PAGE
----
Tuesday, 15 April 2008
In the next week or so I will be making the first of what promises to be many trips to Norway and other places in the Scandinavian region.
To celebrate my upcoming visit to OSLO I did this piece which shows a bunch of vikings, the fat lady that sings when it's over, and the Norse Mythological gods (from left to right) Loki, Odin, and Thor greeting Spatz.
This is pretty much what the Spatz cartoons are all about. Spreading happiness, merriment and good times around the globe. Will post more Norway toons as they develop.
There's nothing wrong with advertising. In fact, there are a lot of ads that are great. The problem comes when we are forced to look at ads thrown into every aspect of our lives every moment.
I came up with this cartoon while going to the loo and being forced to look at ads for the upcoming big concert series in the area which were placed directly over the urinal.
Besides for trying to make regular people feel that they are unglamorous if they don't shell out their hard earned cash to buy their products, some advertisers think that if tell us their message a billion times their product somehow becomes more appealing.
Hey, I am really glad Dave lost all that weight eating really healthy subs but I don't need to watch the same ad 15 times before every news cast I would like to stream on yahoo news.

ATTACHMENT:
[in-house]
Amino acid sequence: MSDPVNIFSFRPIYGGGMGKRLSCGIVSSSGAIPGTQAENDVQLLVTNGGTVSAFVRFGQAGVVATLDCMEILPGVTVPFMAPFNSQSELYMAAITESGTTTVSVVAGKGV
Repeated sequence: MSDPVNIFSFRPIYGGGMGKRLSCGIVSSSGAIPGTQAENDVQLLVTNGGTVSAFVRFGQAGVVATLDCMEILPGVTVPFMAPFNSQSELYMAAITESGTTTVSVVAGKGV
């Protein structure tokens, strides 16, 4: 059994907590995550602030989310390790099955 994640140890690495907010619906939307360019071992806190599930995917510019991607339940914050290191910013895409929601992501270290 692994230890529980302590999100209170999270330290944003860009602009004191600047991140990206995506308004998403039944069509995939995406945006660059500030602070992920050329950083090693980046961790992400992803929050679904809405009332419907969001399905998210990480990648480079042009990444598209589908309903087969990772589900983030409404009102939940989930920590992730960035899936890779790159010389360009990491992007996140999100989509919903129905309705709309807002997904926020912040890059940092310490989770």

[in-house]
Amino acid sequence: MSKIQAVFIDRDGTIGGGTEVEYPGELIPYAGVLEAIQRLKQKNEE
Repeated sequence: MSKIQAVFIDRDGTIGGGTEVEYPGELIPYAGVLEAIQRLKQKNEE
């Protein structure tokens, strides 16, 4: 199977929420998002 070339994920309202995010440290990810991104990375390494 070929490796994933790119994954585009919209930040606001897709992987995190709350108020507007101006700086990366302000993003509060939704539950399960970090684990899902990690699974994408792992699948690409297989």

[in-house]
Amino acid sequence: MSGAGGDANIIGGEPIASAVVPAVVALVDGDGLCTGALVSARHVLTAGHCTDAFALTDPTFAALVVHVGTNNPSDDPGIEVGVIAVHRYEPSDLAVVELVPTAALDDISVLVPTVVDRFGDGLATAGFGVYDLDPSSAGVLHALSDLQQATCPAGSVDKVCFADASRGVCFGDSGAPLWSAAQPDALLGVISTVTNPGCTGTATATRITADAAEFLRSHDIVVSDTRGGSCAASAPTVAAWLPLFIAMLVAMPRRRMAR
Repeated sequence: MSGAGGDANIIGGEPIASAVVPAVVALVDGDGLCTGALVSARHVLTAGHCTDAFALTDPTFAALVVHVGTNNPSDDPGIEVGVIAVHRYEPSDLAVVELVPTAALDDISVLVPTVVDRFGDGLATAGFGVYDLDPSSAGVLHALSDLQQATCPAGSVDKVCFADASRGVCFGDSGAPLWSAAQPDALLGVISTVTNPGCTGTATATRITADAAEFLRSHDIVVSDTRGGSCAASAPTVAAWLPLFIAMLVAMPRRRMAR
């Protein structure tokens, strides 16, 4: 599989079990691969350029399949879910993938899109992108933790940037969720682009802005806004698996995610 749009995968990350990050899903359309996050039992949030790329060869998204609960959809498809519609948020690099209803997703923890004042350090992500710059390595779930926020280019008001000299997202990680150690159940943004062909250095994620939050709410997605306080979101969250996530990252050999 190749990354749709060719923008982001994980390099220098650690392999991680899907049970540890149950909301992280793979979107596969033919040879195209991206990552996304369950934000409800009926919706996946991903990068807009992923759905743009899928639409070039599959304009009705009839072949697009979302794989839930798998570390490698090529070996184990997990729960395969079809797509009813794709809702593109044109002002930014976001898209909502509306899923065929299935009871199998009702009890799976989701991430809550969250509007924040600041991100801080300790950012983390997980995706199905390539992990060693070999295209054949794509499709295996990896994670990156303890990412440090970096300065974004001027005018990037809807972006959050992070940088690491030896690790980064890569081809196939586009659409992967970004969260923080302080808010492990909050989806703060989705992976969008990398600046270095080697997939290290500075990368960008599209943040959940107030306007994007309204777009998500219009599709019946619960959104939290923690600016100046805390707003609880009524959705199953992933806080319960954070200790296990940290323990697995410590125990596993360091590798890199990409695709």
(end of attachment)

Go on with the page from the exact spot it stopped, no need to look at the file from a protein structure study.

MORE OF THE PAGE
These two got married. Congratulations!
A while back I did a Jay-Z Spatz cartoon inspired by that "Hard Knock Life" song he did. I put it up in Brooklyn and the South Bronx but of course it was on a drive that crashed so I lost it and never made a picture of the art on the streets(something I am now always going to do on my global travels starting the next few weeks).
Anyhow, these 2 make a nice couple and Spatz wishes them well and lots of happiness. I have this piece as a larger than life size print and I'll try and put it up in New York Tribeca are(if i don't get arrested while on the mission : ))
Most likely this will be the only wedding picture anyone sees for a while as it seems these 2 don't seem to have the need to throw their personal lives in everyone's faces and pretty much keep a low key on their private stuff. Good for them. Look for a Tribeca paste up later this spring.
Friday, 22 February 2008
For those who don't know this story:
Around this time last year a person or persons that came to be know as "The Splasher" began splashing paint on well known street artists work in New York's Williamsburg and Lower Manhattan. He or they would leave manifestos and so on saying that these people were sell-outs because they were basically becoming successful.
At the time I was working on a technology project over in Europe and followed this intriguing story because of the issues it brought up. The idea that if you put your work up on the street can you really be mad if someone defaces it? Does street art accelerate gentrification?
My thoughts on this subject were this: It's kinda mean to ruin someone's work,on the street or anywhere else in this fashion. I pretty much don't put my work up everywhere I travel simply because I prefer to put things in the right place at the right time where they might be funny or unexpected. I will say as I am part of the Mechanic's Plan I will be doing more street art for the reason of getting the message out. I have seen people rip down street art, contribute to it, as well as peel it of a wall and take it with them when they could. All that comes with the territory but just dumping paint over something just didn't seem right.